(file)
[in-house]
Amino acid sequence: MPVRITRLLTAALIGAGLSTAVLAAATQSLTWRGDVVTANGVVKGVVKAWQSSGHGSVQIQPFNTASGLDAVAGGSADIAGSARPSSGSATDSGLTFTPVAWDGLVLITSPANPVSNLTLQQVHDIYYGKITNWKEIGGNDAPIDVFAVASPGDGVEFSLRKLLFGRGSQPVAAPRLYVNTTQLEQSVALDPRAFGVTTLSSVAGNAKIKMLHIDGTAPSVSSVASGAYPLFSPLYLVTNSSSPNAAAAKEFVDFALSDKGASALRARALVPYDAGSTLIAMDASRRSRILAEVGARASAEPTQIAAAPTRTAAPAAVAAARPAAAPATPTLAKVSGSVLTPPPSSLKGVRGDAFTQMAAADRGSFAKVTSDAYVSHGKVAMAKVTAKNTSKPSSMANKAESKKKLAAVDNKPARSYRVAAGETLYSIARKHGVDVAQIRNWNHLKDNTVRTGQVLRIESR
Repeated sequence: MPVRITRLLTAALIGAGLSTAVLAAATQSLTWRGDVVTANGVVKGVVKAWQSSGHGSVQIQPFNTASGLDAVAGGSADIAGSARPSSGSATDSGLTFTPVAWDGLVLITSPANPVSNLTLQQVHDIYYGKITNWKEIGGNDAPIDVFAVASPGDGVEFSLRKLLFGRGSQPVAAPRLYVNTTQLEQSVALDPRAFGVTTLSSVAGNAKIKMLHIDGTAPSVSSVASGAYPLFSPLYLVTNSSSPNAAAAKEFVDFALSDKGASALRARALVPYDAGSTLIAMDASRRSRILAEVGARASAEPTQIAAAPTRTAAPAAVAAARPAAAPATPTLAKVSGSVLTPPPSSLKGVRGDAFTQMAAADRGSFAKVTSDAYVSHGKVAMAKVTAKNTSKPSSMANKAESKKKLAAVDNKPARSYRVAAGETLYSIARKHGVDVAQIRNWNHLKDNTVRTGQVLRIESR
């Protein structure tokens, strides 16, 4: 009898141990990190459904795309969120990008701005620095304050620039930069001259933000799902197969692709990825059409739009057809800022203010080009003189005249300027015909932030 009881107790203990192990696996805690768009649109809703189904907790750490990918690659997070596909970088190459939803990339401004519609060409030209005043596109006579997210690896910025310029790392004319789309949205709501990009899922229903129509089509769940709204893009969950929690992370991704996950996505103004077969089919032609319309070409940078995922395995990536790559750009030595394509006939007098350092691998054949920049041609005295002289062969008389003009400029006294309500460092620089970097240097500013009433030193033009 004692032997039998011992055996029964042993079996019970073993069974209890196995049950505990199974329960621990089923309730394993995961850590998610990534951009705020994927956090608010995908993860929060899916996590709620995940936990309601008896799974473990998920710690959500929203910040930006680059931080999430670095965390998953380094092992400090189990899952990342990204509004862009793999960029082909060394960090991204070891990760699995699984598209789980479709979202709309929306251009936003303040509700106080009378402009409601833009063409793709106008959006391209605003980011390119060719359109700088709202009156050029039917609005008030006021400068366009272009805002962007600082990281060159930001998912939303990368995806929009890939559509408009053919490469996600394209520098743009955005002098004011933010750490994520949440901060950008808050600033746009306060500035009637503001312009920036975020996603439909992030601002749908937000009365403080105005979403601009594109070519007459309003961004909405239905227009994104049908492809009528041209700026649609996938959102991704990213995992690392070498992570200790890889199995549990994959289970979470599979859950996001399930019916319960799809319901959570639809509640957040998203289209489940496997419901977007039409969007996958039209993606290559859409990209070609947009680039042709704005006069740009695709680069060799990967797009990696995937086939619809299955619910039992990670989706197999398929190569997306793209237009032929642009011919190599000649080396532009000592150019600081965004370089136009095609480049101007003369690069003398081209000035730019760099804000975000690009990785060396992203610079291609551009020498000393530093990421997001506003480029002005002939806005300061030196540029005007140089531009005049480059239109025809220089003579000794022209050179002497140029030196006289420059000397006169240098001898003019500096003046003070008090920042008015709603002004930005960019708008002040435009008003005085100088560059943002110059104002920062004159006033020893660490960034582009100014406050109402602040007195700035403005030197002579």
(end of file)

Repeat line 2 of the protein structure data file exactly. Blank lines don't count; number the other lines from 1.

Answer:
Amino acid sequence: MPVRITRLLTAALIGAGLSTAVLAAATQSLTWRGDVVTANGVVKGVVKAWQSSGHGSVQIQPFNTASGLDAVAGGSADIAGSARPSSGSATDSGLTFTPVAWDGLVLITSPANPVSNLTLQQVHDIYYGKITNWKEIGGNDAPIDVFAVASPGDGVEFSLRKLLFGRGSQPVAAPRLYVNTTQLEQSVALDPRAFGVTTLSSVAGNAKIKMLHIDGTAPSVSSVASGAYPLFSPLYLVTNSSSPNAAAAKEFVDFALSDKGASALRARALVPYDAGSTLIAMDASRRSRILAEVGARASAEPTQIAAAPTRTAAPAAVAAARPAAAPATPTLAKVSGSVLTPPPSSLKGVRGDAFTQMAAADRGSFAKVTSDAYVSHGKVAMAKVTAKNTSKPSSMANKAESKKKLAAVDNKPARSYRVAAGETLYSIARKHGVDVAQIRNWNHLKDNTVRTGQVLRIESR